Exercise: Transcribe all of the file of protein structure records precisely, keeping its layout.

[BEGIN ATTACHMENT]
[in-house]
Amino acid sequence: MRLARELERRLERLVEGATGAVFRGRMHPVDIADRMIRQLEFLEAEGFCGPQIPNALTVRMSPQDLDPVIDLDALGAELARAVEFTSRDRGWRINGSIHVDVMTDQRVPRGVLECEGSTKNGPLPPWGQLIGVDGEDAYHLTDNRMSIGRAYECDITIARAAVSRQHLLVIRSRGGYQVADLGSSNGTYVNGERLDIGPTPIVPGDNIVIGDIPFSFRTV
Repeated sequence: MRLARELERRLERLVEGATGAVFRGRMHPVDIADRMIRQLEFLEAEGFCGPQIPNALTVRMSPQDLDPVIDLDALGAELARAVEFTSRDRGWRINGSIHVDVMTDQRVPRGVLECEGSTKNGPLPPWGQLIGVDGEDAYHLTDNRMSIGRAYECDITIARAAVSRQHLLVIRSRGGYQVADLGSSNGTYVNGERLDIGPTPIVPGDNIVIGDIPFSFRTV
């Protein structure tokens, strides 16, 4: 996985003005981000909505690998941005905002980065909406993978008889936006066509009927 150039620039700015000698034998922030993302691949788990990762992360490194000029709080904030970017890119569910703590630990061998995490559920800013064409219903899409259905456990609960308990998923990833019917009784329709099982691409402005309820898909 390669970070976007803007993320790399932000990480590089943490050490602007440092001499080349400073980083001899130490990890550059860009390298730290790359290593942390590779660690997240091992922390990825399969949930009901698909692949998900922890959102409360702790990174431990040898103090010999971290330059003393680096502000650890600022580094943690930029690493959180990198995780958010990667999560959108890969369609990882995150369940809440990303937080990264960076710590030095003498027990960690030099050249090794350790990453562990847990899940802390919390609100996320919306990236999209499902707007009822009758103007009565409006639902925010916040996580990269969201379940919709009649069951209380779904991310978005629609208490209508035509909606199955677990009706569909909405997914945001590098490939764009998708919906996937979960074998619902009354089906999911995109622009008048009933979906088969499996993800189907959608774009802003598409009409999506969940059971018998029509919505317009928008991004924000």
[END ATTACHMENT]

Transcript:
[in-house]
Amino acid sequence: MRLARELERRLERLVEGATGAVFRGRMHPVDIADRMIRQLEFLEAEGFCGPQIPNALTVRMSPQDLDPVIDLDALGAELARAVEFTSRDRGWRINGSIHVDVMTDQRVPRGVLECEGSTKNGPLPPWGQLIGVDGEDAYHLTDNRMSIGRAYECDITIARAAVSRQHLLVIRSRGGYQVADLGSSNGTYVNGERLDIGPTPIVPGDNIVIGDIPFSFRTV
Repeated sequence: MRLARELERRLERLVEGATGAVFRGRMHPVDIADRMIRQLEFLEAEGFCGPQIPNALTVRMSPQDLDPVIDLDALGAELARAVEFTSRDRGWRINGSIHVDVMTDQRVPRGVLECEGSTKNGPLPPWGQLIGVDGEDAYHLTDNRMSIGRAYECDITIARAAVSRQHLLVIRSRGGYQVADLGSSNGTYVNGERLDIGPTPIVPGDNIVIGDIPFSFRTV
């Protein structure tokens, strides 16, 4: 996985003005981000909505690998941005905002980065909406993978008889936006066509009927 150039620039700015000698034998922030993302691949788990990762992360490194000029709080904030970017890119569910703590630990061998995490559920800013064409219903899409259905456990609960308990998923990833019917009784329709099982691409402005309820898909 390669970070976007803007993320790399932000990480590089943490050490602007440092001499080349400073980083001899130490990890550059860009390298730290790359290593942390590779660690997240091992922390990825399969949930009901698909692949998900922890959102409360702790990174431990040898103090010999971290330059003393680096502000650890600022580094943690930029690493959180990198995780958010990667999560959108890969369609990882995150369940809440990303937080990264960076710590030095003498027990960690030099050249090794350790990453562990847990899940802390919390609100996320919306990236999209499902707007009822009758103007009565409006639902925010916040996580990269969201379940919709009649069951209380779904991310978005629609208490209508035509909606199955677990009706569909909405997914945001590098490939764009998708919906996937979960074998619902009354089906999911995109622009008048009933979906088969499996993800189907959608774009802003598409009409999506969940059971018998029509919505317009928008991004924000």